> However, there are also potential negative impacts on marine life. The use of terahertz frequencies in 6G technology could potentially interfere with the natural behaviour and communication of marine animals. For example, some species of fish and dolphins use low frequency sounds to navigate and communicate with each other. The introduction of high frequency signals into their environment could disrupt these important behaviours.
Sound and electromagnetic radiation are, not the same. The fish wont hear anything.
As a THz frequency has a tiny wavelength it will also be unable to penetrate water very well at all.
If they are thinking of going to Thz, this will automatically happen, there will be a transmitter every few meters. They will need to cover everywhere they want to have a signal with 1000s of transmitters, either providing fibre to it (evey house gets fibre), or they will need to make a massive mesh network (if transmitting at Tb/s doable), Placing them on every lamp post, in and outside of every house, where there is no power for these transceivers, they will then have to develop wireless power for these devices so that they don't need to run power everywhere....
yeah, not gonna happen.
> The next mobile data standard should be about maximising coverage
Well thats 6G out of the window then. 4G struggles to get into the centre of Aldi, 5G cant get through the windows of Aldi, and 6G has such a high frequency I suspect a leaf in a tree will block it so your not going to get great signal at a park without a local repeater.
They might run into a little problem when they realize there is no known electronic technology that functions between 1 and 100 THz frequencies. About 1THz is the fastest any transistors have ever shown any gain at. Much above 100 THz and you’ve moved into optical IR.
5G is already a little high up the spectrum for my preference. Safety studies have focused on ionisation (obviously not happening) and heating (would be welcome today, if only!).
What's missing is that the "molecular absorption" talked about can include highly specific resonance modes of individual biomolecules that you and I require to keep on working normally. Biomolecules are always in motion, dynamics are part of function, and I don't want that to be disturbed even in the slightest.
Let's say that the 6G chip you put in your dog or something emits a synch tone at a well defined frequency every 10 minutes at high power. What if that synch is precisely the resonance to unfold your lysozyme or similar? At autopsy it will just look like another case of the mysterious amyloid disease epidemic that has been building for years. No smoking gun, so therefore decades before it gets fixed, if ever.
What's missing is that the "molecular absorption" talked about can include highly specific resonance modes of individual biomolecules
Gives a whole new meaning to the adjective "hardboiled".
One hopes that their list of unsuitable frequencies includes the resonance frequencies of C-H, C-C, C-O, etc, bonds. But that's only for properly functioning equipment? OTOH, I don't live my life in fear of the Microwave Oven in our kitchen even though I have little doubt it could could kill me if it had sufficient motivation.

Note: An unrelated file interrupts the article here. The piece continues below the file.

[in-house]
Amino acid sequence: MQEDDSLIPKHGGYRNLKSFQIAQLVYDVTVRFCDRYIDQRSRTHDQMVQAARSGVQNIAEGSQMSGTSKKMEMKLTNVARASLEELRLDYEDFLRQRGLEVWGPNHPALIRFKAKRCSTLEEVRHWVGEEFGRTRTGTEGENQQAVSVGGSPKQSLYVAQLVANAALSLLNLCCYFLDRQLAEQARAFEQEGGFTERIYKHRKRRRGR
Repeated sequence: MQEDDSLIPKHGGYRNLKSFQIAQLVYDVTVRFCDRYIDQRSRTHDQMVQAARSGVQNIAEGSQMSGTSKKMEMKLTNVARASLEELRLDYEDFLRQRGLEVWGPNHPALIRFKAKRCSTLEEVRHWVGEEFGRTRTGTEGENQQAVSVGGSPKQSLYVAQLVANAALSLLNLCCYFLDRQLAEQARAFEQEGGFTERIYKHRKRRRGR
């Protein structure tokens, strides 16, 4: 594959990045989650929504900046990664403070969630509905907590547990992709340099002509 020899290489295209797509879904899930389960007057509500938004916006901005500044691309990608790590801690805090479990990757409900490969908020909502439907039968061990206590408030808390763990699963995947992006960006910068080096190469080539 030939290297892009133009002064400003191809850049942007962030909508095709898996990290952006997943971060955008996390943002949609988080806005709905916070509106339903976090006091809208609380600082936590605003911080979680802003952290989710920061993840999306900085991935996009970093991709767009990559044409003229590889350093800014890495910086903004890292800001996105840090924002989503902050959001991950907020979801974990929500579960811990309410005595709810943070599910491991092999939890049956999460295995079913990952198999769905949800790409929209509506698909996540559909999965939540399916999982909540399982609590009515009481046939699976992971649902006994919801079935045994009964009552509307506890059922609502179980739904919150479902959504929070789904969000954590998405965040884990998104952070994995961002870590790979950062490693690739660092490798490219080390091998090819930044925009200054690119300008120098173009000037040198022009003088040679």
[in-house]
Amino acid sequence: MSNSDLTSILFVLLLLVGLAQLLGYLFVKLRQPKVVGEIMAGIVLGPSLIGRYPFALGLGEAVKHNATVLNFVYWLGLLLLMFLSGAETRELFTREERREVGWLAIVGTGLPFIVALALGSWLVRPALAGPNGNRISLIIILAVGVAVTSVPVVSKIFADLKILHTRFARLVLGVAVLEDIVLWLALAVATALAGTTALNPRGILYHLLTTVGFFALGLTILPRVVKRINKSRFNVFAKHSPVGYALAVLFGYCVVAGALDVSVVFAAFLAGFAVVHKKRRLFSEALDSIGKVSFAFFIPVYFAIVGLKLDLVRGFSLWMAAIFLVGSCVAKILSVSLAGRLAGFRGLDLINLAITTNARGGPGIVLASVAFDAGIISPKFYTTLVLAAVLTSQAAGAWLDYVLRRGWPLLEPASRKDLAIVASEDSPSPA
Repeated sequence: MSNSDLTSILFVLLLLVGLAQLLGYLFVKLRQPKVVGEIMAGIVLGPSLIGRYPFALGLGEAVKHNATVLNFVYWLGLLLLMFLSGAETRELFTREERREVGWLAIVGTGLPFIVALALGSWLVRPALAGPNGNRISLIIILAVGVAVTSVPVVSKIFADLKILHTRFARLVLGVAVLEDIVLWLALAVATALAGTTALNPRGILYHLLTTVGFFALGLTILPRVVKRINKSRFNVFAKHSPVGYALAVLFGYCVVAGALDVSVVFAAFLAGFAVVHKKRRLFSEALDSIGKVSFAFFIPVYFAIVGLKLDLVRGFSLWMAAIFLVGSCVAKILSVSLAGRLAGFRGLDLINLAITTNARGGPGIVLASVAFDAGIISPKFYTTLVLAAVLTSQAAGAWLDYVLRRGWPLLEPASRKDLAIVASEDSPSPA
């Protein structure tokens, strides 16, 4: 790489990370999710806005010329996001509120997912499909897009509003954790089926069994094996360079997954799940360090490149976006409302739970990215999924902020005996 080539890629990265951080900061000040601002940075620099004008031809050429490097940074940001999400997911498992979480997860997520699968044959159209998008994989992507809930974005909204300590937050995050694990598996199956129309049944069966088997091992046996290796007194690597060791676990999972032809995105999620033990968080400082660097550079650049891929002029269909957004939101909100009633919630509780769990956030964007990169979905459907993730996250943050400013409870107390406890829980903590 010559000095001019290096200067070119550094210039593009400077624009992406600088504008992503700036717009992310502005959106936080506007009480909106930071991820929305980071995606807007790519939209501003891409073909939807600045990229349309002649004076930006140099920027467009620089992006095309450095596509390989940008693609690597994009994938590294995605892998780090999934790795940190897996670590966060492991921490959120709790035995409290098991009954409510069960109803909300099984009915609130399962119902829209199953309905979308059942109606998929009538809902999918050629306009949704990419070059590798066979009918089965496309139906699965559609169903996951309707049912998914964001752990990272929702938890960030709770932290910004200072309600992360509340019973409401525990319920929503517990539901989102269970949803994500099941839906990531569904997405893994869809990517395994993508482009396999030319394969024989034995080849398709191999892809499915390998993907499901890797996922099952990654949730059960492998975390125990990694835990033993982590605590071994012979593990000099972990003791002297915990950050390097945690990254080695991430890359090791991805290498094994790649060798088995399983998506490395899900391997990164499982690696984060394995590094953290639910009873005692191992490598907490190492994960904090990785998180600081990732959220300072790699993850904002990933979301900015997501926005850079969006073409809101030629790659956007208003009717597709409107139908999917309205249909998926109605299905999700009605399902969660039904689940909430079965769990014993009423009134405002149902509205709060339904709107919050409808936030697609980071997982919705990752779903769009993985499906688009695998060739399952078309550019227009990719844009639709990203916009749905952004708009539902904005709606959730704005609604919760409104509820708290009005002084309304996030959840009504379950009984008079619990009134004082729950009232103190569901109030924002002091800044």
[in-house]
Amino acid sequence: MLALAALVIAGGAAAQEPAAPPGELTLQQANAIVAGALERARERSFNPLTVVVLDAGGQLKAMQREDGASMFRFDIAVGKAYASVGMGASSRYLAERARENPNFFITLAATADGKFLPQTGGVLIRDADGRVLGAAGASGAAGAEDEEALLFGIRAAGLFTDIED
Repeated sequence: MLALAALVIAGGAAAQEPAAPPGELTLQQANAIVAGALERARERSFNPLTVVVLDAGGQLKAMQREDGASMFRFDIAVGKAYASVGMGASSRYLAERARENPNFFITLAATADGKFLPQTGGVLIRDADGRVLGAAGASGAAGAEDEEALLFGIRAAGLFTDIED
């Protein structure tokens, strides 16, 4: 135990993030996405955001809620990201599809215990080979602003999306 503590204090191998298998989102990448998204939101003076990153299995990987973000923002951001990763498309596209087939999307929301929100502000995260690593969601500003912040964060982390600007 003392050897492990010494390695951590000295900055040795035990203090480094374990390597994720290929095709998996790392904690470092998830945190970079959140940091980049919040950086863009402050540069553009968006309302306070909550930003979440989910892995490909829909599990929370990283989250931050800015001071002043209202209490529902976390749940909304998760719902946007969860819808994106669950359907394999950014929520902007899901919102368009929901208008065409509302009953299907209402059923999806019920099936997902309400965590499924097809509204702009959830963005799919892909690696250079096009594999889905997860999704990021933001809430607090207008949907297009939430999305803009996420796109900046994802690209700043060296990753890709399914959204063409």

Note to self: Be nicer to the microwave.
One of the problems with Terahertz security body scanners is the requirement that the target/object/human be lit up with a THz RF source (50 GHz – 0.7 THz, typically 100 GHz or 275-305 GHz is used for scanners). But with 6G everyone will be carrying around their own personal RF source (275GHz to 450GHz, amazing overlap with security body scanners). I wonder how long until someone strips down a few 6G phones and makes a see through clothes scanner from the bits and pieces.
When will the separate radio standards bodies get together and do things properly?
5G is proving to be a waste of time, 4G is more than adequate for any conceivable purpose, and they're wanting to talk about 6G whilst I still cannot readily get coverage in places like the London Underground? Sure, there's WiFi in the Tube (yes, WiFi, not 3G or any other G). But you get the WiFi only in the stations...
THz have a problem going through water, so it will be mostly naked skin that is seen, since synthetic or natural fibre clothes and hair are nearly fully transparent to RF at those frequencies (unless wet, then it would be opaque). I can see a new line of fashion, either carbon (atomic number 6), or aluminium (atomic number 13) fibres embedded into underwear. But no tin(atomic number 50), it is far too high up on the periodic table, way too heavy for clothing! Can't use Magnesium (atomic number 12) either, for the obvious reason. Any RF shielding could be problematic if flying though, security would ask you to strip for your scan.
Just get a tinfoil jacket fitting to your tinfoil hat. And tinfoil pants, obviously. Or, if you're a female, cosplay, since chainmail bikinis would cover all the important bits... Full plate mail would do too, but it's a little on the heavy side, and you might get thrown out of the bus or elevator you intended to take. On the other hand you'd be welcome at any Renaissance fair, so there are pros and cons.